After months of speculation, it’s official: Stacey Abrams is not running for U.S. Senate against David Perdue (R-GA) in 2020.
In an interview with GPB News Monday night, Abrams said that she is also not ruling out a White House run next year but will also not provide a timeline for any decision on that race. There are currently 20 candidates running for the Democratic nomination.
Last November, just two weeks after the former gubernatorial nominee refused to concede the election but acknowledged she would not be Georgia’s governor, Abrams gave a talk at the TEDWomen conference about the election and what was next for her.
“There are three questions I ask myself about everything I do,” Abrams told the crowd. “What do I want, why do I want it, and how do I get it?”
With rumors of potential pathways running rampant in the last few months, I posed those same questions to Abrams now that decision day had arrived: what did she want, why did she want it, and how did she plan on getting it?
“What I want is to continue to address the challenges that I see in our state and in our country around voter suppression and making certain that people are counted in the census,” she responded, without missing a beat.
Abrams says the two are yoked together “because of a deep desire to address inequality and poverty” in Georgia and beyond.
“Why I want this is because I know what it feels like to be isolated from opportunity,” she said. “I know what it means to have your voice muffled by systems that are not serving their purpose and by leaders who do not serve the people.
And how does she get there?
“In this case, not standing for an office that is not the right fit for me,” Abrams said. “And so I've declined to run for the U.S. Senate.
The former state House Minority Leader said she will instead continue to work on two Georgia-focused initiatives, Fair Fight (dealing with Georgia’s elections) and Fair Count (dealing with the census) and find ways to “continue to center Georgia, but think about how we as a state continue to be a part of a national conversation.”
Abrams is a bit more coy when it comes to joining the crowded field of Democratic hopefuls trying to challenge President Donald Trump next year.
“I will say that I think the timetable is driven currently by anticipation and not necessarily by strategy,” she said. “I don’t feel the urgency that others do but that’s because I think about elections in a very specific way.”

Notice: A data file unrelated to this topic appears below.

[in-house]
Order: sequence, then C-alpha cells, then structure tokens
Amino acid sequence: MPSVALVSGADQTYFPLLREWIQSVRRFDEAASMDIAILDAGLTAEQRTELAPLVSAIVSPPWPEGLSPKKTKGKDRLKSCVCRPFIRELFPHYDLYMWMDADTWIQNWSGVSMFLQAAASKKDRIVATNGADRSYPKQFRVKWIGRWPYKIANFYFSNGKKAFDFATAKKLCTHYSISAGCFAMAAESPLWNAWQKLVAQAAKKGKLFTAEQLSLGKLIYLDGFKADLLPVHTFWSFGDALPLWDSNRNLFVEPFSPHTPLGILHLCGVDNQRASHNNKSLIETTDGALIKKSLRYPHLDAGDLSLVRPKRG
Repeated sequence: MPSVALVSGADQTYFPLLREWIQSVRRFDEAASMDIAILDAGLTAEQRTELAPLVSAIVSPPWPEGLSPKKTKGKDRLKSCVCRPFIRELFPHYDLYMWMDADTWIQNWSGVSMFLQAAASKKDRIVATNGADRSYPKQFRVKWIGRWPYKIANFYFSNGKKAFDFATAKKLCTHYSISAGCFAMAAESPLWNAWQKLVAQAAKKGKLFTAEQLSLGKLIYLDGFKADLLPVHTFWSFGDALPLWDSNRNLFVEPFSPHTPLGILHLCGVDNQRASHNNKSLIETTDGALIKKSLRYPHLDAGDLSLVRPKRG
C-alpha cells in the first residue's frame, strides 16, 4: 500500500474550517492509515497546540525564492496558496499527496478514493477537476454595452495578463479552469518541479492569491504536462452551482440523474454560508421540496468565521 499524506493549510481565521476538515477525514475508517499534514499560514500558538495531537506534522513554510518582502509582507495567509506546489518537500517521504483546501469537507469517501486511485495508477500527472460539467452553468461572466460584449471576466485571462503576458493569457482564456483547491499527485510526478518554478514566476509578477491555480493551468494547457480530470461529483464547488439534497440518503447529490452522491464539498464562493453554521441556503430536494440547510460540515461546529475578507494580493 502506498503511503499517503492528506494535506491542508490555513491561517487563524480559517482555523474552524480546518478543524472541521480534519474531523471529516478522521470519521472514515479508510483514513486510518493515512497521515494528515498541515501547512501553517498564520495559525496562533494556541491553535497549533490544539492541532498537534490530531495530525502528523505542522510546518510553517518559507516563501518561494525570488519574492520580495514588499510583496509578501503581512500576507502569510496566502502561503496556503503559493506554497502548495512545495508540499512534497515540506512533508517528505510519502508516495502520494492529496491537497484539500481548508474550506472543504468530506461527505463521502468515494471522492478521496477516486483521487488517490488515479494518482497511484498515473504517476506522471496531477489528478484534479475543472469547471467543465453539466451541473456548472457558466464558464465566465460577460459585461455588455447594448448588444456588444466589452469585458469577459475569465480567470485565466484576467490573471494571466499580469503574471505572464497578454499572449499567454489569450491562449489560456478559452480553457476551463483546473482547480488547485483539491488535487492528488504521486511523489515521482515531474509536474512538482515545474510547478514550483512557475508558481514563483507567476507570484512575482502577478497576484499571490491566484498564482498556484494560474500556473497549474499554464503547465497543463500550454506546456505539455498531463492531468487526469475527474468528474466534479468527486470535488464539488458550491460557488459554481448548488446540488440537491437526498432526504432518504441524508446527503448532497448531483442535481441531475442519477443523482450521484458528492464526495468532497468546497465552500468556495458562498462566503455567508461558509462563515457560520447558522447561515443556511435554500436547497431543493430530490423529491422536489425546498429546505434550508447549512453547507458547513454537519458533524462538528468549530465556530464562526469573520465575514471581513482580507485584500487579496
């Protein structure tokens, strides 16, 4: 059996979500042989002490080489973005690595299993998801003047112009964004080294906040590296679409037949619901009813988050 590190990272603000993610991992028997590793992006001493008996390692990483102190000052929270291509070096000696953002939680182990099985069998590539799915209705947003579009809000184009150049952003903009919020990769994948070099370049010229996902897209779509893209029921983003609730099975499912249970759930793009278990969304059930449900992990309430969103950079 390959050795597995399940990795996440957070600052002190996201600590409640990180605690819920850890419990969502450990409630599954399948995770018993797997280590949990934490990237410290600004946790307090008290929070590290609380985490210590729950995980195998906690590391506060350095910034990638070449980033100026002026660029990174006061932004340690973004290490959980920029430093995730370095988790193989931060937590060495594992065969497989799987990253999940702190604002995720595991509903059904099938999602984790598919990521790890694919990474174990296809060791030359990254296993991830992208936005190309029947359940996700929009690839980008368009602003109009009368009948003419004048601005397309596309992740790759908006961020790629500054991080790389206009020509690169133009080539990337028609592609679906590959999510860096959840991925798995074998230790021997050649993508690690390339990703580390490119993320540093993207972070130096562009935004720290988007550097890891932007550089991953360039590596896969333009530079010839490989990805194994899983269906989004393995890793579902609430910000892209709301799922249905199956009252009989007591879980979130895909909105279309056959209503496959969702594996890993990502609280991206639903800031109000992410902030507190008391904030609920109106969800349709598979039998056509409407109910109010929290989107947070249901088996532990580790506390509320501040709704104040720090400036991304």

Any decision made about that race will be made if and when Abrams feels it’s best for her and for Georgia.
“I will always center Georgia and center the South,” she said. “Those are the parts that draw me and they will always be core to what I do.”
Her next run is likely to be a rematch with Republican Gov. Brian Kemp, who narrowly defeated Abrams in a nationally-watched race that served as a proxy war over voting rights and the role the state should play in overseeing elections.
Abrams called Kemp the “architect of voter suppression” during the campaign, and alleged his tenure as secretary of state made it harder for minorities to vote. But Kemp pointed to a record number of registered voters, increased turnout and the state’s automatic voter registration policy as evidence to the contrary.
According to a recent Brennan Center study, Georgia registered 94 percent more voters since Sept. 2016 than if the state did not use automatic voter registration.
Whatever her next move is, the “how” may be easier this time.
Since the gubernatorial election and her TED talk, Abrams has maintained a highly visible national profile. She’s frequently found in headlines of national newspapers and magazines, has been making the TV rounds for the reprinting of her book and was the first African American woman to deliver the State of the Union response.
“My reason for running for Governor was simple,” she said, standing in a union hall in Atlanta. “I love our country and its promise of opportunity for all, and I stand here tonight because I hold fast to my father’s credo – together, we are coming for America, for a better America.”
Now that Abrams has made her intentions known in the Senate race, the Democratic field will quickly shape up. Former Columbus Mayor Teresa Tomlinson released a statement Tuesday morning that she will formally declare her candidacy Wed. May 1, and several other Democrats could launch bids in the coming weeks.